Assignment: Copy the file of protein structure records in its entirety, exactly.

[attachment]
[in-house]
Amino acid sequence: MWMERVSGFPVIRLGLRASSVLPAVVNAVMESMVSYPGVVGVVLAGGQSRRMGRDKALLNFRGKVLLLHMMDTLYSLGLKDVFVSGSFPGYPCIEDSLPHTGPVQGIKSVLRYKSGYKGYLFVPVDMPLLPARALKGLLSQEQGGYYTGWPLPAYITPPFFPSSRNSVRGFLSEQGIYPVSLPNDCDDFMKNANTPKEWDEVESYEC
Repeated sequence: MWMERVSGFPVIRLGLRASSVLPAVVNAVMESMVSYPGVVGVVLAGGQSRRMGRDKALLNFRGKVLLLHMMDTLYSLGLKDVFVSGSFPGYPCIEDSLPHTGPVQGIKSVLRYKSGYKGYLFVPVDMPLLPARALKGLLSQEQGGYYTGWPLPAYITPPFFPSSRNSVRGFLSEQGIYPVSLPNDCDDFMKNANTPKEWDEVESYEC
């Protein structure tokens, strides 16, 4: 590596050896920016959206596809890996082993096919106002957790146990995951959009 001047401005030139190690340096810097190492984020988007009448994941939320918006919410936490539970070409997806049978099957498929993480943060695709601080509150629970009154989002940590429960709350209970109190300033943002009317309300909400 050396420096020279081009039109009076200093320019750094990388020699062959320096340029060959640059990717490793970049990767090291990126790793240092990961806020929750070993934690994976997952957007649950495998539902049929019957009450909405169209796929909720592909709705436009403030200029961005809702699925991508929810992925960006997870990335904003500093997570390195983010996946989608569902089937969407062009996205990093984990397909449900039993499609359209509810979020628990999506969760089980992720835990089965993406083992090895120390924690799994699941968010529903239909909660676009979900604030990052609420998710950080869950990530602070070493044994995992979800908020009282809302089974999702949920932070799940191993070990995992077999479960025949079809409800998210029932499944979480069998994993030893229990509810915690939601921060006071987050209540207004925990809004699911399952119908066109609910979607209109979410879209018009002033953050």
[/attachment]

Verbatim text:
[in-house]
Amino acid sequence: MWMERVSGFPVIRLGLRASSVLPAVVNAVMESMVSYPGVVGVVLAGGQSRRMGRDKALLNFRGKVLLLHMMDTLYSLGLKDVFVSGSFPGYPCIEDSLPHTGPVQGIKSVLRYKSGYKGYLFVPVDMPLLPARALKGLLSQEQGGYYTGWPLPAYITPPFFPSSRNSVRGFLSEQGIYPVSLPNDCDDFMKNANTPKEWDEVESYEC
Repeated sequence: MWMERVSGFPVIRLGLRASSVLPAVVNAVMESMVSYPGVVGVVLAGGQSRRMGRDKALLNFRGKVLLLHMMDTLYSLGLKDVFVSGSFPGYPCIEDSLPHTGPVQGIKSVLRYKSGYKGYLFVPVDMPLLPARALKGLLSQEQGGYYTGWPLPAYITPPFFPSSRNSVRGFLSEQGIYPVSLPNDCDDFMKNANTPKEWDEVESYEC
């Protein structure tokens, strides 16, 4: 590596050896920016959206596809890996082993096919106002957790146990995951959009 001047401005030139190690340096810097190492984020988007009448994941939320918006919410936490539970070409997806049978099957498929993480943060695709601080509150629970009154989002940590429960709350209970109190300033943002009317309300909400 050396420096020279081009039109009076200093320019750094990388020699062959320096340029060959640059990717490793970049990767090291990126790793240092990961806020929750070993934690994976997952957007649950495998539902049929019957009450909405169209796929909720592909709705436009403030200029961005809702699925991508929810992925960006997870990335904003500093997570390195983010996946989608569902089937969407062009996205990093984990397909449900039993499609359209509810979020628990999506969760089980992720835990089965993406083992090895120390924690799994699941968010529903239909909660676009979900604030990052609420998710950080869950990530602070070493044994995992979800908020009282809302089974999702949920932070799940191993070990995992077999479960025949079809409800998210029932499944979480069998994993030893229990509810915690939601921060006071987050209540207004925990809004699911399952119908066109609910979607209109979410879209018009002033953050």